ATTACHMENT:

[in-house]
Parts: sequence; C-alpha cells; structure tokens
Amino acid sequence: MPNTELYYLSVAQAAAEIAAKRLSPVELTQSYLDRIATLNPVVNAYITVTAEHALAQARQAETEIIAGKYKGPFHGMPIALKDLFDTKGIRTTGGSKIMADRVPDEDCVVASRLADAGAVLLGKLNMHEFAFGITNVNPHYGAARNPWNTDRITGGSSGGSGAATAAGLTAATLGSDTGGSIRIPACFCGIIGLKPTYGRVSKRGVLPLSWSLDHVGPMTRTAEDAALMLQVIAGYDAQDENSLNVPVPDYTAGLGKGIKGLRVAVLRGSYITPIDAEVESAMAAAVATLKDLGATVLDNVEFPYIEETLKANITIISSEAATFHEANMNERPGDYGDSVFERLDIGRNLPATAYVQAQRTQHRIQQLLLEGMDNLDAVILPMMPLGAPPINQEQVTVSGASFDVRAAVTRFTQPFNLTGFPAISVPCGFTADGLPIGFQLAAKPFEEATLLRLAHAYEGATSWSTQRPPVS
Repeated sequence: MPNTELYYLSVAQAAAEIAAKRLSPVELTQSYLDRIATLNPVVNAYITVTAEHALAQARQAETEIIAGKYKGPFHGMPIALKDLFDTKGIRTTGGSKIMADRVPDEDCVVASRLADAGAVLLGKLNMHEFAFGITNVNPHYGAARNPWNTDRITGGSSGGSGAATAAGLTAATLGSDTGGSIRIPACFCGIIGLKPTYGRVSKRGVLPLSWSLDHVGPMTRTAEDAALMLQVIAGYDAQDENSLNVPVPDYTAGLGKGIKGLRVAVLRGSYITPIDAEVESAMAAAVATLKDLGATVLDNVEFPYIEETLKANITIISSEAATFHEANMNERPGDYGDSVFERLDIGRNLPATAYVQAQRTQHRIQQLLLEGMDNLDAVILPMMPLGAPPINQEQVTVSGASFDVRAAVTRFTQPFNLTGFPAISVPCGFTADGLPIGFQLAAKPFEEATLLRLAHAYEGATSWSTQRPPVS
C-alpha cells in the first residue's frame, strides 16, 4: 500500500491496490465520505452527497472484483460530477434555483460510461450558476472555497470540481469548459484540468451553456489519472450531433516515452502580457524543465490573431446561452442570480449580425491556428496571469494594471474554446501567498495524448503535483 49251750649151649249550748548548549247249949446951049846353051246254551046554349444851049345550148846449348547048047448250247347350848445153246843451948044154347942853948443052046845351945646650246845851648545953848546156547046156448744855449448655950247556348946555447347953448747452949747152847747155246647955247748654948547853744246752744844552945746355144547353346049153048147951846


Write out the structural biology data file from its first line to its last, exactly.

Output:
[in-house]
Parts: sequence; C-alpha cells; structure tokens
Amino acid sequence: MPNTELYYLSVAQAAAEIAAKRLSPVELTQSYLDRIATLNPVVNAYITVTAEHALAQARQAETEIIAGKYKGPFHGMPIALKDLFDTKGIRTTGGSKIMADRVPDEDCVVASRLADAGAVLLGKLNMHEFAFGITNVNPHYGAARNPWNTDRITGGSSGGSGAATAAGLTAATLGSDTGGSIRIPACFCGIIGLKPTYGRVSKRGVLPLSWSLDHVGPMTRTAEDAALMLQVIAGYDAQDENSLNVPVPDYTAGLGKGIKGLRVAVLRGSYITPIDAEVESAMAAAVATLKDLGATVLDNVEFPYIEETLKANITIISSEAATFHEANMNERPGDYGDSVFERLDIGRNLPATAYVQAQRTQHRIQQLLLEGMDNLDAVILPMMPLGAPPINQEQVTVSGASFDVRAAVTRFTQPFNLTGFPAISVPCGFTADGLPIGFQLAAKPFEEATLLRLAHAYEGATSWSTQRPPVS
Repeated sequence: MPNTELYYLSVAQAAAEIAAKRLSPVELTQSYLDRIATLNPVVNAYITVTAEHALAQARQAETEIIAGKYKGPFHGMPIALKDLFDTKGIRTTGGSKIMADRVPDEDCVVASRLADAGAVLLGKLNMHEFAFGITNVNPHYGAARNPWNTDRITGGSSGGSGAATAAGLTAATLGSDTGGSIRIPACFCGIIGLKPTYGRVSKRGVLPLSWSLDHVGPMTRTAEDAALMLQVIAGYDAQDENSLNVPVPDYTAGLGKGIKGLRVAVLRGSYITPIDAEVESAMAAAVATLKDLGATVLDNVEFPYIEETLKANITIISSEAATFHEANMNERPGDYGDSVFERLDIGRNLPATAYVQAQRTQHRIQQLLLEGMDNLDAVILPMMPLGAPPINQEQVTVSGASFDVRAAVTRFTQPFNLTGFPAISVPCGFTADGLPIGFQLAAKPFEEATLLRLAHAYEGATSWSTQRPPVS
C-alpha cells in the first residue's frame, strides 16, 4: 500500500491496490465520505452527497472484483460530477434555483460510461450558476472555497470540481469548459484540468451553456489519472450531433516515452502580457524543465490573431446561452442570480449580425491556428496571469494594471474554446501567498495524448503535483 49251750649151649249550748548548549247249949446951049846353051246254551046554349444851049345550148846449348547048047448250247347350848445153246843451948044154347942853948443052046845351945646650246845851648545953848546156547046156448744855449448655950247556348946555447347953448747452949747152847747155246647955247748654948547853744246752744844552945746355144547353346049153048147951846